Just when you thought it was okay to become normal again in the finishing and coating industry with a pandemic, lack of workers, and increased regulations on everyone's mind, the markets delivered an uppercut and a gut punch when the price of raw nickel more than doubled in just one day this past month.

London Metal Exchange (LME) halted trading on March 8 for raw nickel, while aluminum retreated from record highs. LME's three-month nickel was up 66% at $80,000 a ton when trading was stopped, having earlier been driven to a record $101,365/ton.

That led U.S. electroplaters and finishers to scramble to keep up with the price increases they will soon be facing.

I spoke with maybe a dozen finishers who are now facing this new crisis, which is one of the latest that is hitting the industry. The pandemic was harsh on everyone, and the outcome of that over the past two and half years has been even harder as workers are hard to come by, and finishers and coaters struggle to complete jobs because they don't have enough workers.

Matt Lindstedt, president of Advanced Plating Technologies in Milwaukee, says with all that has happened in the world in the last two years — from the pandemic to worker shortages and now to wars that raise prices even higher — it is even harder to run a business these days.

"The cup of coffee that I used to buy for under $2 each morning last year is now over $3, and it makes you wonder what caused something like that to go up 50% in so quick a time," he says. "Being a business owner today makes me feel like I'm in a heavyweight fight, and I'm in the 17th round, and yet I'm still taking body blows. Some of it makes no sense."

This is why we have the finishers and coaters in the U.S. that we have now: they have survived some extremely brutal economic and business environments over the past 10+ years, all of which were through no fault of their own.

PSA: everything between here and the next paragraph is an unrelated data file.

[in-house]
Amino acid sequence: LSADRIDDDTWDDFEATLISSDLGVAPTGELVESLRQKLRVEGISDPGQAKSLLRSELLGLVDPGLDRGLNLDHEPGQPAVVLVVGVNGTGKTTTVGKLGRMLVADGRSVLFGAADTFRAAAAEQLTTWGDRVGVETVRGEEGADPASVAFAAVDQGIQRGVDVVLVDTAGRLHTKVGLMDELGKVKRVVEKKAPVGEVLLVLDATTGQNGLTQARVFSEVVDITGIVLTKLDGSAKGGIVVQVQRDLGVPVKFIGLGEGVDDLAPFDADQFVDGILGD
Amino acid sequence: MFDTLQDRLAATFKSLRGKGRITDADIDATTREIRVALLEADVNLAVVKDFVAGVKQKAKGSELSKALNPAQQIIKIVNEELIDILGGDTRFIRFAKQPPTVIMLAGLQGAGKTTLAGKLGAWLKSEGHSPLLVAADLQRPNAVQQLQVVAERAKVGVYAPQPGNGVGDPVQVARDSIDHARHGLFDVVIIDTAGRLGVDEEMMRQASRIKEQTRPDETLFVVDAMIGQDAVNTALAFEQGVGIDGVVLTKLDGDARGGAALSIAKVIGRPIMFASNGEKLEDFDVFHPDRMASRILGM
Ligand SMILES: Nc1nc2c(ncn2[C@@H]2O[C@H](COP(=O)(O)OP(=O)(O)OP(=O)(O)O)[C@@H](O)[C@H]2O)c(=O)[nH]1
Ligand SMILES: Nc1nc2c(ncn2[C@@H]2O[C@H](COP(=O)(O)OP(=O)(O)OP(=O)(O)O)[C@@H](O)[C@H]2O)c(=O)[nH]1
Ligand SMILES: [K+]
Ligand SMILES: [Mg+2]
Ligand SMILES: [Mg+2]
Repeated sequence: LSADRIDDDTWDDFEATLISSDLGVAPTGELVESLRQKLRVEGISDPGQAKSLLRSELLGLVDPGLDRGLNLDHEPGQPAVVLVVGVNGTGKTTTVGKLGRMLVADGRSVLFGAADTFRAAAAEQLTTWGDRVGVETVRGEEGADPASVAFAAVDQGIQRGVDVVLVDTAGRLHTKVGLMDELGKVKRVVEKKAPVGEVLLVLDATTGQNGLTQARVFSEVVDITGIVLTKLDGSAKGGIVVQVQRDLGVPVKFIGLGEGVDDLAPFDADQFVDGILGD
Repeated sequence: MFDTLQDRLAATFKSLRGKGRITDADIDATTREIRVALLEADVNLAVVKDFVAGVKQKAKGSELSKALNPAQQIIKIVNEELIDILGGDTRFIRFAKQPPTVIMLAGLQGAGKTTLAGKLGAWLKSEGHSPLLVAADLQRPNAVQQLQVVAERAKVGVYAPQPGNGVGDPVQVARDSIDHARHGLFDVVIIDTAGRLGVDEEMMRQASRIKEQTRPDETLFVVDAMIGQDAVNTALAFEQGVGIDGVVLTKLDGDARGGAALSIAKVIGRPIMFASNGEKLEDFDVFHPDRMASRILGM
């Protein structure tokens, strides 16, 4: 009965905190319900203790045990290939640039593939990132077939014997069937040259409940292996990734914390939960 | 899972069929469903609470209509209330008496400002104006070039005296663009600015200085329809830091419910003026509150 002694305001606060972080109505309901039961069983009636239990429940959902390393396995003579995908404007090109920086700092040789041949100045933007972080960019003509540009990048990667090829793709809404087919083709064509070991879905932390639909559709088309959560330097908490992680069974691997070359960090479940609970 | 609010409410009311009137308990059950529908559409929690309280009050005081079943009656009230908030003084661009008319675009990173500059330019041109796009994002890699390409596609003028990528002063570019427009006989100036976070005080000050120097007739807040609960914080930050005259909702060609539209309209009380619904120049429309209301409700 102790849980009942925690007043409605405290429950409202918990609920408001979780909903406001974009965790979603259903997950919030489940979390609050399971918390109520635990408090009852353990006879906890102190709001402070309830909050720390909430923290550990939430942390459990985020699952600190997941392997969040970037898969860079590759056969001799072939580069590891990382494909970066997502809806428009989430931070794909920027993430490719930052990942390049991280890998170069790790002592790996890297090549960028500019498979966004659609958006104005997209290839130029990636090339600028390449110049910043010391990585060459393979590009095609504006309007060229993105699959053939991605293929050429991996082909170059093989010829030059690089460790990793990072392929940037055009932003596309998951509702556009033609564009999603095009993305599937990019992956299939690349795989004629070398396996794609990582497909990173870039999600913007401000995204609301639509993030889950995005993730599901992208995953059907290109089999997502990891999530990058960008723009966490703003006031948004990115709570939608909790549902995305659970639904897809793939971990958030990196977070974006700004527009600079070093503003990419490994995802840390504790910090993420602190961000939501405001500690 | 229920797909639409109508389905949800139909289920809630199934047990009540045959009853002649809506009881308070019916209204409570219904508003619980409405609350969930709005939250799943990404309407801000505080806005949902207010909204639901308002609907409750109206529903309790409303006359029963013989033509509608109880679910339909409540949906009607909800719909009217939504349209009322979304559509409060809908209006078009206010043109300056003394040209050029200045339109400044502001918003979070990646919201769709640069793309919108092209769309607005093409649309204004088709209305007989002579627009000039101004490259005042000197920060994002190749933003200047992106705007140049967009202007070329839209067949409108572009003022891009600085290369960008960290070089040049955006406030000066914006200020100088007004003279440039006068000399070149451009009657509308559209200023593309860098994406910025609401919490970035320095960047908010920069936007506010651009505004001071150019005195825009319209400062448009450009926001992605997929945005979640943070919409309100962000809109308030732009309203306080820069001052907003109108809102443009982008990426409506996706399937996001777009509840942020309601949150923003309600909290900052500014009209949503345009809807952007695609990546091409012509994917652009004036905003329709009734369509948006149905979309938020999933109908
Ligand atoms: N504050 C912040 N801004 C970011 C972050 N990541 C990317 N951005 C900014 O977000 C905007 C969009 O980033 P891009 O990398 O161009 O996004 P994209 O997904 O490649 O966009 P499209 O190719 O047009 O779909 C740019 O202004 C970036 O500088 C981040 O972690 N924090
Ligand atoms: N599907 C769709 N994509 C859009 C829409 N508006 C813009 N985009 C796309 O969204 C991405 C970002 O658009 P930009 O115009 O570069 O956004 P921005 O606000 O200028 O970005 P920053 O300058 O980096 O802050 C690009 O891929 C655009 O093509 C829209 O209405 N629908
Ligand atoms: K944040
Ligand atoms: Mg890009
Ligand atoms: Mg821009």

Recessions and inflationary conditions seemed to have wiped out all those fringe shops that were hanging on buying a thread before; what we have now is the strongest ones have survived, for better or for worse.

I have no idea why anyone would want to be an owner or president of a manufacturing operation today, such as those in the finishing and coating industry. Margins are small, headaches are huge, and they always seem to be a locomotive train coming straight down the tracks at you, and you are hogtied right there between the rails and waiting for the impact to happen.

Our government and regulators are no friends to those of you in manufacturing. Washington, D.C. sees you as a culprit in all of this, a polluter, a tax cheat, and an abuser of workers.

Those who have survived COVID, the inflation, the lack of workers, and the new regs coming at you will be even stronger on the other side of this when it all subsides. And after that, well, let's just say there will probably be something else coming down the tracks gunning for business owners.

I wouldn't want t to be in your position, but so glad that you are. That's what makes the U.S. as great as it is.

Tim Pennington, Editor-in-chief

TPennington 3Tim Pennington is Editor-in-Chief of Finishing and Coating, and has covered the industry since 2010. He has traveled extensively throughout North America visiting shops and production facilities, and meeting those who work in the industry. Tim began his career in the newspaper industry, then wound itself between the sports field with the PGA Tour and marketing and communications firms, and finally back into the publishing world in the finishing and coating sector. If you want to reach Tim, just go here.

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